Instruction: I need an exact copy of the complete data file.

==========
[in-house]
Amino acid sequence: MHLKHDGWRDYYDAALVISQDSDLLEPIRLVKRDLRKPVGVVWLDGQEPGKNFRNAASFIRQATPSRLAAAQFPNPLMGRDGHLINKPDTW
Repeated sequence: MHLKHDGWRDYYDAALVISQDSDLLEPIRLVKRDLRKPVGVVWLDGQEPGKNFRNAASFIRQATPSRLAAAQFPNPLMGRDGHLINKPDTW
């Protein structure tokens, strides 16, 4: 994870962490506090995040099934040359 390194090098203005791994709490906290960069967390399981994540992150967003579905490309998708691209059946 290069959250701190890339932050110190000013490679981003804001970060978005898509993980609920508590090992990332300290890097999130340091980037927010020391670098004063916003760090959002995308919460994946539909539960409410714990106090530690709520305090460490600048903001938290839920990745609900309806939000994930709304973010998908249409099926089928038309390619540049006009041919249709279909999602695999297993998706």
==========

[in-house]
Amino acid sequence: MHLKHDGWRDYYDAALVISQDSDLLEPIRLVKRDLRKPVGVVWLDGQEPGKNFRNAASFIRQATPSRLAAAQFPNPLMGRDGHLINKPDTW
Repeated sequence: MHLKHDGWRDYYDAALVISQDSDLLEPIRLVKRDLRKPVGVVWLDGQEPGKNFRNAASFIRQATPSRLAAAQFPNPLMGRDGHLINKPDTW
């Protein structure tokens, strides 16, 4: 994870962490506090995040099934040359 390194090098203005791994709490906290960069967390399981994540992150967003579905490309998708691209059946 290069959250701190890339932050110190000013490679981003804001970060978005898509993980609920508590090992990332300290890097999130340091980037927010020391670098004063916003760090959002995308919460994946539909539960409410714990106090530690709520305090460490600048903001938290839920990745609900309806939000994930709304973010998908249409099926089928038309390619540049006009041919249709279909999602695999297993998706």